"Dear Data" Design challenge

As part of the interview process for a UX Design position, the design team at Quid challenged me to create a data visualization inspired by the Dear Data project using a data set containing milage traveled in one week. Below I describe my process for creating that data visualization.

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SNEAK PEEK OF THE FINAL PRODUCT ^^

Here's an angled, partially obscured photo of the final piece. In this shot I was going for "I'm a designer and I make important things, but I also went to art school and took a photography class so I would know how to frame shots of sketches on paper for my portfolio." Read on for the good stuff.  

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STEP 1: CHECK OUT DATA + ASK SOME QUESTIONS

I started by checking out the dataset, scanning quickly for key words, patterns, and anomalies. For example, I noticed that the average pace and duration weren’t available for each entry, so I had to think about (a) what value including these categories might add and (b) how I could / would normalize them if I decided to include them.

Based on the columns, I thought about what questions would be interesting to ask of the data—what story could it tell? For a moment I pretended the data set was my own. I thought about what I might be interested in knowing if this was data about my own week, and I wrote down some questions that I wanted to ask of the data.

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STEP 2: START SKETCHING

Then I just dove right in, using pencil and paper to see what would come out. Initially I took a really simple approach: I just wanted to know the answer to “where did I go this week?” I started sketching focusing only on the destinations, the order in which they were visited, and the days of the week.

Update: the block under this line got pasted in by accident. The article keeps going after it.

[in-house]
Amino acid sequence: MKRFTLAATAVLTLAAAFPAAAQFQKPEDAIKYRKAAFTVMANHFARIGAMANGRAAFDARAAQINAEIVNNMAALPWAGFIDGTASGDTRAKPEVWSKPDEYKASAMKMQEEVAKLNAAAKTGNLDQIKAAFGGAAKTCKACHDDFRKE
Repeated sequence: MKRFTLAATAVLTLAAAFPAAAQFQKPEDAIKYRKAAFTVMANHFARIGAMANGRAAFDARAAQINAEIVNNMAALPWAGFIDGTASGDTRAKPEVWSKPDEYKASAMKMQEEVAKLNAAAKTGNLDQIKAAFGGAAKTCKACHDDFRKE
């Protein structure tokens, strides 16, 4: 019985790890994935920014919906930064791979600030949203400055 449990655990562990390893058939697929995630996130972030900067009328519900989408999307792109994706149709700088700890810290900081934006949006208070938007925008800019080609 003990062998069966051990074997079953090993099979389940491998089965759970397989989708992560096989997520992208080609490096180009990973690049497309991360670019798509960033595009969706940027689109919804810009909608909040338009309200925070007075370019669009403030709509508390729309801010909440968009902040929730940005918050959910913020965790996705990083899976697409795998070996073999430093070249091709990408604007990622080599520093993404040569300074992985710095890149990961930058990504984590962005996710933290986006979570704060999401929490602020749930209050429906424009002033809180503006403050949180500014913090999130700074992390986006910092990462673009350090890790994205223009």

I got partway through and was bored by the story that was being told—it wasn’t interesting enough yet. I needed to add more layers of data to get to the real juicy insights later (*ominous music*). I took a pause and noodled for a while about how I could keep the visualization simple while layering additional data types.

STEP 3: SHAPES, DOTS, LINES

I went back to asking some questions:

  1. How far did I travel each day? In comparison to the other days that week?
  2. Who was I with?
  3. How’d I get there?

I mapped the column headings from the spreadsheet to the questions to determine what combination of inputs I’d need to answer these questions.

Then I started creating iconography to represent each data category—shapes for destinations, dots for people, colors for destination types, lines for mode of transport.

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STEP 4: MORE SKETCHING

Then back to sketching. I started by measuring out the milage. Thursday was the longest milage traveled, so I did that one first to make sure I had enough room on the page. Perfect fit! Almost.

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STEP 5: PAUSE, CONSIDER, SIMPLIFY, CONTINUE

After all the destination placeholder boxes were plotted, I realized I could simplify the iconography by only dividing boxes that contained 2 destinations in the same trip (this happened once on Thursday and once on Friday)—much better.

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STEP 6: WHERE DID I GO?

Instead of giving each specific destination its own color, I grouped them by category: home, work, food (lunch, dinner, coffee), kids (school, park), and errands (post office, errands). I coded each of the destination shapes with the appropriate color.

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STEP 7: WHO WAS I WITH?

Then I added the people dots. Now it’s starting to get interesting!

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STEP 8: HOW DID I GET THERE?

Finally I drew the “transportation type” lines. I was pleased with this layer especially because it was something I had written off initially as non-interesting, but it ended up really rounding out the visualization. Yay for iteration.

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STEP 9: DATA VIZ DECODER

I added the key for reading to the visualization itself in the spirit of the Dear Data project—I love how each visualization is a perfectly imperfect, self-contained analog unit.